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The Fenner Douglass Organ
The Fenner Douglass Organ
Bower Chapel, Naples, Florida
Taylor and Boody Organbuilders, 2001
Opus 36
The Fenner Douglass Organ in Bower Chapel is heir to the rich traditions of craftsmanship established in Europe in the sixteenth century. The influence of the great German and Dutch organs from the eighteenth century is especially prominent. The solid, hand-planed cherry case is decorated in the traditional manner with carvings and moldings reminiscent of sixteenth-century Dutch instruments created by the famous builder Hendrik Neihoff.

Altogether, the organ has 1902 pipes in 32 stops. Each pipe note has remarkably human characteristics of speech, such as consonants and vowels, which must be voiced to complement the acoustics of the organ’s home. This tonal work required an additional six weeks of work after the organ’s installation at the Bower Chapel. A very large part of the musical success of this instrument lies in the rare acoustical qualities of the Bower Chapel. Like singers, organs need reverberant spaces for their sound to bloom.

Winding is supplied by three large bellows located in a room above and behind the organ. Although an electric blower usually inflated the bellows, the organ sounds best when foot pumping raises its wind. This traditional method of winding has a measure of flexibility, which imparts a naturalquality to the music similar to the breathing of a singer. Surprisingly little effort is required to raise the wind for a mighty sound.

With few exceptions, the thousands of parts in this instrument were constructed from raw materials in the builder’s Virginia shop. The case is made from cherry, but the organ also includes poplar, white pine, white oak, western red cedar, hard maple, and walnut, each selected for its particular structural or aesthetic properties. The keys are made of pine, covered with cowbone and ebony. Metal for the pipes is cast in sheets of tin alloys using ancient techniques developed more than two thousand years ago for making plumbing. Casting and forming the pipes are labor intensive in the extreme as there are critical variations in their diameters from note to note and in the thickness of each pipe from bottom to top. Much of it is planed to thickness by hand.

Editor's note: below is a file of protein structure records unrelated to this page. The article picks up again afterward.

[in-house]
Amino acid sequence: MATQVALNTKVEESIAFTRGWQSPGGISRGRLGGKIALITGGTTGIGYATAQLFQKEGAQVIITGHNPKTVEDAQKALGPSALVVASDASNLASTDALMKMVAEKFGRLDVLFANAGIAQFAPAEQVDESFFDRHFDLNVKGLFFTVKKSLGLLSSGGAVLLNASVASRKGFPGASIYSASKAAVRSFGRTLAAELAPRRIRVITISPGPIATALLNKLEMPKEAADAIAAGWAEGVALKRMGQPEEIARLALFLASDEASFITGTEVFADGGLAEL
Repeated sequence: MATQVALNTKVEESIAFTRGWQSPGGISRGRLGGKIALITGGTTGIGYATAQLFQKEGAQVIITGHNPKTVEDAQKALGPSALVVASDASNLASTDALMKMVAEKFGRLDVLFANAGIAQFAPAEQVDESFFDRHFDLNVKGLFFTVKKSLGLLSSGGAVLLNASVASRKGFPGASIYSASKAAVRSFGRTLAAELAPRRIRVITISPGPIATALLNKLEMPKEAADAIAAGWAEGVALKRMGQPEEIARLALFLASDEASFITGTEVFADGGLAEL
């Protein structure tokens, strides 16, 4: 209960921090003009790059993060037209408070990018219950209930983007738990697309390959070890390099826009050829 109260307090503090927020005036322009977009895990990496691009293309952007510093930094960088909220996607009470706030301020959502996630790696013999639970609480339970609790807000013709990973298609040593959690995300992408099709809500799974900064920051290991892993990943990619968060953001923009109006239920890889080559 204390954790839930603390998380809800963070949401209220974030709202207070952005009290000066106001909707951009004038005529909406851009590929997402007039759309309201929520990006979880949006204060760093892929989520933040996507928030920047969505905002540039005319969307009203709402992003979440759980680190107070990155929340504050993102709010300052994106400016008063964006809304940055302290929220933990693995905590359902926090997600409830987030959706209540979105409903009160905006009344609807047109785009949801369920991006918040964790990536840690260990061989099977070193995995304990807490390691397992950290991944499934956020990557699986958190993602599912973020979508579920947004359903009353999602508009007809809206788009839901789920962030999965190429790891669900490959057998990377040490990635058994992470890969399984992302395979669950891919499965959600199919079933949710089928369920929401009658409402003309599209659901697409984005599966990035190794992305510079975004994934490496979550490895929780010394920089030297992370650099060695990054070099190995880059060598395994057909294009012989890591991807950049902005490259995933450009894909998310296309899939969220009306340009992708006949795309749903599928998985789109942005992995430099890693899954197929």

16' Bordun
8' Principal
8' Rohrflöte
8' Viol da Gamba
8' Voce Umana
4' Octave
4' Spitzflöte
2' Superoctave
II Sesquialtera
IV Mixture
16' Fagott
8' Trompet

8' Gedackt
4' Principal
4' Rohrflöte
2 2/3' Nasat
2' Octave
2' Gemshorn
1 3/5' Tierce
III Mixture
8' Dulcian

8' Gedackt
4' Blockflöte
2' Flute
II Cornet
8’ Oboe

16' Subbass
16' Violonbass
8' Octave
4' Octave
16' Posaune
8' Trompet

Couplers: POS / GT, GT / PD, POS / PD
Two Tremulants

Mechanical key and stop action
Compass: Manuals 54 notes, C - f'''; Pedal 30 notes, C - f'
Case: Constructed of solid cherry
Kellner Temperament
Metal pipes of hammered lead-tin alloys
3 wedge bellows with pumping levers
Joan Lippincott at the console
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The Fenner Douglass Organ - Joan Lippincott
Joan Lippincott plays "The Bach Legacy," a program based on music by Bach and those inspired by him, on this new Taylor and Boody organ of Bower Chapel in Naples, Florida. Named for organist and scholar Fenner Douglass in November 2006, this three-manual organ is perfectly voiced for the beautiful acoustics of the chapel, and Lippincott’s registrations demonstrate some of the organ’s most compelling sounds.